By Dirk van Dijk of

NEW YORK ( TheStreet) -- What really drove the increase in the trade deficit this month was the non-oil goods side. That deficit rose to $32.31 billion from $27.78 billion in April and $22.38 billion a year ago, increases of 16.3% and 44.4%, respectively.

The rise is most likely related to the strength of the dollar in recent months as a result of the crisis in Europe. This is the principal transmission mechanism for the trouble on that side of the pond to affect the U.S. economy.

The trade deficit really is a much bigger problem than is the fiscal deficit. It is the trade deficit that is responsible for our being deep in debt to the rest of the world, not the budget deficit. That is something that cannot be argued, it is simply an accounting identity.

For every dollar of goods and services we buy that is more than the amount of goods and services we sell abroad each month, we have to either be selling off assets or going into debt by that amount, dollar for dollar.

This month, we effectively sold off Kraft Foods ( KFT); if the deficit is the same size next month, we will effectively sell off Bristol Myers ( BMY). How much longer before we don't have anything left? Actually it is mostly T-bills and notes that are being sold abroad, but the key point is that it is the trade deficit, not the budget deficit, that drives how far we are in hock to the rest of the world.

Inflation or Deflation?

The strength of the dollar in recent months is not a good thing. We need for the dollar to slowly fall in value relative to other major currencies.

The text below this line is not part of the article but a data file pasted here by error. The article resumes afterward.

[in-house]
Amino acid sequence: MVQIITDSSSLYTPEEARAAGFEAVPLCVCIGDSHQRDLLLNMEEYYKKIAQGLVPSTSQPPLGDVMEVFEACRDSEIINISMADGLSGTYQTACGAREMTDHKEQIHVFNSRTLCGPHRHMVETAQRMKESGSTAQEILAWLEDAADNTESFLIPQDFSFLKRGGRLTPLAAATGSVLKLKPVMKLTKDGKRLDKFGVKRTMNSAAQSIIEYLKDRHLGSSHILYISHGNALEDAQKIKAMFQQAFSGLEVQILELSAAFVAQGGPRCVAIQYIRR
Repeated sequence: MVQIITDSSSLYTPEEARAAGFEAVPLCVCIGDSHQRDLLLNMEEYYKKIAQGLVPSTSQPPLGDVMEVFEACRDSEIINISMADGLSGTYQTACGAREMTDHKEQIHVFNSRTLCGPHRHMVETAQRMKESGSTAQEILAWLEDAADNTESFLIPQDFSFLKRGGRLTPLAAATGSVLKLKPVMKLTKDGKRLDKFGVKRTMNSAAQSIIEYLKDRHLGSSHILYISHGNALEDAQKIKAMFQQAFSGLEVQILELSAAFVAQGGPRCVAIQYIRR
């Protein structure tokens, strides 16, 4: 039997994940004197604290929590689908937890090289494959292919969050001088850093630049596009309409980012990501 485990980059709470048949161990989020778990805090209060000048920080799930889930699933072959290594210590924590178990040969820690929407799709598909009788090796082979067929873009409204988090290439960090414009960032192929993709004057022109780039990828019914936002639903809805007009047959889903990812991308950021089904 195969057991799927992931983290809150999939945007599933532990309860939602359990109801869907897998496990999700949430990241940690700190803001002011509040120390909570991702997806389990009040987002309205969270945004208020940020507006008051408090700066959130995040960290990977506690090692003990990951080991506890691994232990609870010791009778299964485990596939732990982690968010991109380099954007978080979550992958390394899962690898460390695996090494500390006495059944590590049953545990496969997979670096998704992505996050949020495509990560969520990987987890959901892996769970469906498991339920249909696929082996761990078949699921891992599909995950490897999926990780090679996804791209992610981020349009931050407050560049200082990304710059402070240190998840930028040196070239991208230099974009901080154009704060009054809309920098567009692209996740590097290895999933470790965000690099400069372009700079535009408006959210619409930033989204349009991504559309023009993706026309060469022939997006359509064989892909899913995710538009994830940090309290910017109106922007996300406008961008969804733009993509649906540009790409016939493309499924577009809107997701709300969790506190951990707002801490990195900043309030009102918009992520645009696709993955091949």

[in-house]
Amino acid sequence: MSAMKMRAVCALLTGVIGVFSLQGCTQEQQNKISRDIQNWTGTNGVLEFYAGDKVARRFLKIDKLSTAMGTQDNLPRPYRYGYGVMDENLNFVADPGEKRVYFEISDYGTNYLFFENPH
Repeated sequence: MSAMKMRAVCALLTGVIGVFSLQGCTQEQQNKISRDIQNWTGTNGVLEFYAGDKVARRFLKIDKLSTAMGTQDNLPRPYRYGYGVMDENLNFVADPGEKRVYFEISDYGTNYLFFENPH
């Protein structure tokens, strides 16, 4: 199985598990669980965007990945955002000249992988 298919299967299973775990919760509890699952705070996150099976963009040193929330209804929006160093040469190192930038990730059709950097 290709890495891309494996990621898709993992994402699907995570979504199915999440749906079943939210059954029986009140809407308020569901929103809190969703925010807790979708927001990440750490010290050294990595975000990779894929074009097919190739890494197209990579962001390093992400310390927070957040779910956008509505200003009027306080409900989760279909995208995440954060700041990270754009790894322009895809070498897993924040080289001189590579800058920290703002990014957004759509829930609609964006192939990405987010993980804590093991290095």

Yes, that would result in higher inflation, but right now, more inflation would be a good thing -- the economy is on the edge of deflation. Deflation would raise real interest rates and make it impossible for many debtors to be able to repay their loans, leading many of them to default. Deflations lead to depressions, and need to be avoided at all costs.

The problem is that every country in the world wants to be a net exporter. Unfortunately, unless new trade routes are opened to Mars, that can't happen. For too long, the U.S. consumer has been the buyer of last resort, sucking up the excess production of the rest of the world.


Owing trillions of dollars to China is a very different thing than owing trillions to domestic investors and pension funds. Getting serious about reducing our consumption of oil would be a good place to start bringing down the trade deficit, and a lower dollar would also be very helpful.

The trade deficit is like a cancer on the economy. We don't feel it acutely at any given time, but slowly but surely it is going to kill the economy. Not just put it into a recession for a few quarters (although each dollar increase in the trade deficit translates to a dollar decline in GDP) but a real tangible and permanent decline in the standard of living for the country.

The chronic trade surplus countries -- most notably China, Japan and Germany -- need to take steps to increase their domestic consumption. Their currencies need to rise in value so their consumers will buy more from the rest of the world, and the U.S. -- which is by far the biggest deficit country -- will buy less from them. A stronger euro though would make the problems faced by the Southern European countries that much worse.